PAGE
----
Kids and Video Games
Like many aspects of raising kids, when it comes to video games, the healthiest approach is moderation.
Can Playing Video Games Be Good for Kids?
Some games might improve kids’ hand–eye coordination and problem-solving skills. Video games that require kids to move or manipulate the game through their own physical movement can get sedentary kids moving — but not as much as if they actually played outside or did sports. Other games don’t have such benefits, and violent video games have been shown to increase kids’ aggressive behavior.
What Limits Should We Set?
Using media should not take the place of getting enough sleep or being physically active. So consider setting limits to keep game-playing from interfering with schoolwork, household chores, and the physical activity your kids need every day.
Kids should only play games suitable for their age group. All video games are rated and labeled by the Entertainment Software Rating Board. Steer clear of any rated “M” for “mature” (for ages 17 and older) or “AO” for “adults only.” (for ages 18 and older). These can contain heavy-duty violence, strong language, and sexual content. Playing games with your kids is a good way to see what they’re doing.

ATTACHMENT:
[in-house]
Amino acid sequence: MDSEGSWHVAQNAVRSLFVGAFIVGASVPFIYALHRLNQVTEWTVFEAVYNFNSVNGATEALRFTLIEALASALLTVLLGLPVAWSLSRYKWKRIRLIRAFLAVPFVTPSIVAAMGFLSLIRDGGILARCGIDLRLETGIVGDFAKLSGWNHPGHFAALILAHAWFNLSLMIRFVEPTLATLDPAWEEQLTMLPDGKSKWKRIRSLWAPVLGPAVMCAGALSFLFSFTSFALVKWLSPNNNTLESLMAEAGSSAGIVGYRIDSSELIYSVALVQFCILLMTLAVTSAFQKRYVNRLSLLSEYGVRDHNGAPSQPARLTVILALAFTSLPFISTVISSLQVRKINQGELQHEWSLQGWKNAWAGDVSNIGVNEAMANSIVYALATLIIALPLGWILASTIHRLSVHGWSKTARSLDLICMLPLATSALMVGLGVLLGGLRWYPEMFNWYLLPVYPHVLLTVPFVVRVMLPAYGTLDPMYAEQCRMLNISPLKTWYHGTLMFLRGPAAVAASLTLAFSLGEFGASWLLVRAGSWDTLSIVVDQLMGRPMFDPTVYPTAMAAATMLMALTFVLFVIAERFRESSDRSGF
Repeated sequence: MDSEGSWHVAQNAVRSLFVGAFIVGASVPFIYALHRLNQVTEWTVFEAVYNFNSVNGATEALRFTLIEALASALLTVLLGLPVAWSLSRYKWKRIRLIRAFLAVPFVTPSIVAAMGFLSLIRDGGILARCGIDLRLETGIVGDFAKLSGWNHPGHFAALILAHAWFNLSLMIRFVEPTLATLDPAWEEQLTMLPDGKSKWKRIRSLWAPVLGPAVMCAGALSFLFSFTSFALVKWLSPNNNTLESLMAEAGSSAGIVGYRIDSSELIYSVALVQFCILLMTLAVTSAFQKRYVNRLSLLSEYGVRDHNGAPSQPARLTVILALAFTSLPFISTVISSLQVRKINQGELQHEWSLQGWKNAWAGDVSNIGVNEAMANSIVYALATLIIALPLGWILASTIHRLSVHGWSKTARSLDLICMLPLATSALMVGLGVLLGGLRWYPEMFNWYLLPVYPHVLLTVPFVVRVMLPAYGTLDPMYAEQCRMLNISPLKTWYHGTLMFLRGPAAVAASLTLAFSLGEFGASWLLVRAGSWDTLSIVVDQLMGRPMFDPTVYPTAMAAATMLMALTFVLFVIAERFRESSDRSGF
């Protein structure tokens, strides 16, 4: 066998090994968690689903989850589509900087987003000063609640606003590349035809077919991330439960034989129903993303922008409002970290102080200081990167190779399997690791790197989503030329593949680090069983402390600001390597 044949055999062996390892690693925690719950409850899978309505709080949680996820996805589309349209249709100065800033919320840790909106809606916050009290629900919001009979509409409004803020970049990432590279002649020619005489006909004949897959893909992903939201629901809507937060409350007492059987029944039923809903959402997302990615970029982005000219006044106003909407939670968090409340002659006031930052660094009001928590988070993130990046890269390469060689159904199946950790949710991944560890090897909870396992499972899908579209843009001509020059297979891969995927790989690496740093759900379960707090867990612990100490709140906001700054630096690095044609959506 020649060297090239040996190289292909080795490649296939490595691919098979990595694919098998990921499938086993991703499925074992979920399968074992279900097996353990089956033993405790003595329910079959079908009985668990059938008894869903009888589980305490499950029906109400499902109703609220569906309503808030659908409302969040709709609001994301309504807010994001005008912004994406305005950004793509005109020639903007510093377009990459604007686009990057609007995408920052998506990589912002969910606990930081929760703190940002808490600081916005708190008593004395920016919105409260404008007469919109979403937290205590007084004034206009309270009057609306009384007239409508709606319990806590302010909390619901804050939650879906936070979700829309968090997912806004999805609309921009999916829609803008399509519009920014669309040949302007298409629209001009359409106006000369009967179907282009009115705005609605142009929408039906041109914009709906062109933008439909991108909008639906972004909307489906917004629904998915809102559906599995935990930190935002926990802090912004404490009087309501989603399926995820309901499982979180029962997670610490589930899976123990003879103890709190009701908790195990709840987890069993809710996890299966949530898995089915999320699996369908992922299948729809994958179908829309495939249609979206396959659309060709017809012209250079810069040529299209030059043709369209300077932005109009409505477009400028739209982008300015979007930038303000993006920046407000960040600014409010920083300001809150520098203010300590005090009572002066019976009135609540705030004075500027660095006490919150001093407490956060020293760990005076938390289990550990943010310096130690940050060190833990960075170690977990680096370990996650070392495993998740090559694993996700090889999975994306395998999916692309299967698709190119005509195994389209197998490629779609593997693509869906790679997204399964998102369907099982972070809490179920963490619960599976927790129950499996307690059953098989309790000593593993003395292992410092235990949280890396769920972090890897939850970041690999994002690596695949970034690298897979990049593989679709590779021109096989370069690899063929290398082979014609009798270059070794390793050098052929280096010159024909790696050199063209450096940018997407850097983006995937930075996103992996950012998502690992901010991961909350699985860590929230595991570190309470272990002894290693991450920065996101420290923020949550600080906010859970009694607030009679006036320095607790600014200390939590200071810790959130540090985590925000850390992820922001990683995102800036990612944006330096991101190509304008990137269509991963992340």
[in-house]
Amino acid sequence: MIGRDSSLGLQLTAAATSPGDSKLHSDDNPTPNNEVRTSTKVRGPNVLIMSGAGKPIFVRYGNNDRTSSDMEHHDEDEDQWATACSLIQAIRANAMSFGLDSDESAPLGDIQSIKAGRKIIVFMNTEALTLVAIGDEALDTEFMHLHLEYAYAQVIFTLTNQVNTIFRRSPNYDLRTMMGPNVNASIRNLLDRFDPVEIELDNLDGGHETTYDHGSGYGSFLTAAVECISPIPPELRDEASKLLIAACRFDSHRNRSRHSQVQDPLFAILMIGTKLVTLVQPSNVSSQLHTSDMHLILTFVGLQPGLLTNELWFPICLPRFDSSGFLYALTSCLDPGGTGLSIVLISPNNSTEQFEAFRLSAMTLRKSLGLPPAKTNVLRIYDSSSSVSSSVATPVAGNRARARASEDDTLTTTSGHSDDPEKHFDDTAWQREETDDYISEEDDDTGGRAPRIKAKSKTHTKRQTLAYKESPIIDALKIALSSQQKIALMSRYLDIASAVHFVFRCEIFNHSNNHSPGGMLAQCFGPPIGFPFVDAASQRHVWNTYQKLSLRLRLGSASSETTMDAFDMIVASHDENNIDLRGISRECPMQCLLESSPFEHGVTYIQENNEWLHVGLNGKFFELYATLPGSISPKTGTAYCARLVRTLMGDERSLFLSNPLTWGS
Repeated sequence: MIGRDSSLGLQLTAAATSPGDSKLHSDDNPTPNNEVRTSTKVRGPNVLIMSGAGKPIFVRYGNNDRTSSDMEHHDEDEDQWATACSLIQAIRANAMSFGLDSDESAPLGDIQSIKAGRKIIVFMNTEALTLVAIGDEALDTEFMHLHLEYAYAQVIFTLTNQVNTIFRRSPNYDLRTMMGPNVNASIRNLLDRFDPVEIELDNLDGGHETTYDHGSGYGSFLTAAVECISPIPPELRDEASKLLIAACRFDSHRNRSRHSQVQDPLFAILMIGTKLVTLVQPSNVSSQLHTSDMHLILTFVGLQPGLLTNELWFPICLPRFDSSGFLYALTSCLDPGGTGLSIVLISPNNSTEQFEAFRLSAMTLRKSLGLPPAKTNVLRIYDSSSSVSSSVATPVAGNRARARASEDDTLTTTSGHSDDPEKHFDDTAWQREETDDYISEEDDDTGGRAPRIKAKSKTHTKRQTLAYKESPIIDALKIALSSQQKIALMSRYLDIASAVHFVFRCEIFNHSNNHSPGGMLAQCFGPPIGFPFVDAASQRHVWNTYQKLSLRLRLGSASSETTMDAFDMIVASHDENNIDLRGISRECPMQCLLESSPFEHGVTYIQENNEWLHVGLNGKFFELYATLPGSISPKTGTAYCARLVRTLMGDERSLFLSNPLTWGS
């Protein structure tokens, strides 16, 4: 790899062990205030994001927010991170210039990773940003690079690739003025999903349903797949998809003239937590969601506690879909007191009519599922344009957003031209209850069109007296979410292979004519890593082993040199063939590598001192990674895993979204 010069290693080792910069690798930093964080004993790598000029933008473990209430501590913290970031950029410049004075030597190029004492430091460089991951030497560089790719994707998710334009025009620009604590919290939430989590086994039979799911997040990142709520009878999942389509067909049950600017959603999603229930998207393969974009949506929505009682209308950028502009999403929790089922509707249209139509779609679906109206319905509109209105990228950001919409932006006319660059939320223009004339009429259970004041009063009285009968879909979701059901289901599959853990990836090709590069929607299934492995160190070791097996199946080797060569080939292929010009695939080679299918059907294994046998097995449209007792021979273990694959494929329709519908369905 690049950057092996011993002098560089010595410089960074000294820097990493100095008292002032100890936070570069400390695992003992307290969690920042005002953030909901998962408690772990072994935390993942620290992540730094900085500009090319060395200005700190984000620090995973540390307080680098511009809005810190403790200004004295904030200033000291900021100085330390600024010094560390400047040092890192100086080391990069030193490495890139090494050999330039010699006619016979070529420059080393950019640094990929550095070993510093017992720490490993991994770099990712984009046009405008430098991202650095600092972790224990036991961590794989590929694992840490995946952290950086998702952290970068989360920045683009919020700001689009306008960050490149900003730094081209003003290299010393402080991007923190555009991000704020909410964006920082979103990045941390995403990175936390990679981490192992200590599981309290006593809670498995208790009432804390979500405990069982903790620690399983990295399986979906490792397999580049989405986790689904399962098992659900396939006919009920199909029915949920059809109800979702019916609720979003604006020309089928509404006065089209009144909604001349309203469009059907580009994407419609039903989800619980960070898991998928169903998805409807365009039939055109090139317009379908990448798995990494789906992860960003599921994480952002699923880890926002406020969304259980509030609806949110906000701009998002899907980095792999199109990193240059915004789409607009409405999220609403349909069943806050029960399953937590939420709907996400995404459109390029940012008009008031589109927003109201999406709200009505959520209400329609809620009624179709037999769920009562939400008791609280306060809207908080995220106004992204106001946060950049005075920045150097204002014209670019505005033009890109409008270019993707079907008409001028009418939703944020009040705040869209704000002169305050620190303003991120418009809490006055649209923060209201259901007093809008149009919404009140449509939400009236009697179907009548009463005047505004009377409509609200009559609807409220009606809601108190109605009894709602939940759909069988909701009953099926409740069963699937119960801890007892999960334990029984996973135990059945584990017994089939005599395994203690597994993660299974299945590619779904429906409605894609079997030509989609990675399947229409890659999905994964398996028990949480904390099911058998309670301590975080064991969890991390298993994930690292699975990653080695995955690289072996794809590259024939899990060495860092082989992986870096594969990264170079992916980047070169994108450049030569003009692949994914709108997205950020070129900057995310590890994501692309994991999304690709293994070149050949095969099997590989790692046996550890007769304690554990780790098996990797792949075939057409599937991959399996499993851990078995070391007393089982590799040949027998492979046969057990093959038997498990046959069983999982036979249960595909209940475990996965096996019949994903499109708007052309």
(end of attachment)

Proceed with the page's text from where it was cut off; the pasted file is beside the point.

Keep the video game set-up in a common area of the house, not a child’s bedroom. This will let you catch any inappropriate content, and kids will be in a position to interact with others. Also pay attention to time spent playing games on smartphones and tablets.
Look for age-appropriate multi-player games that let kids socialize with friends. Interactive games in which players collaborate can teach kids to work together in both online and offline settings.
Make sure your kids have other appealing choices: sports, activities, chances to socialize with friends, and downtime to be creative.
What Else Can Help?
Online, you can check out:
- the AAP’s family media plan tool, which lets parents create a media plan for their family
- Common Sense Media, which has information about age and content appropriateness of video games and other media
If you have concerns about your kids’ video game activity, talk with your doctor.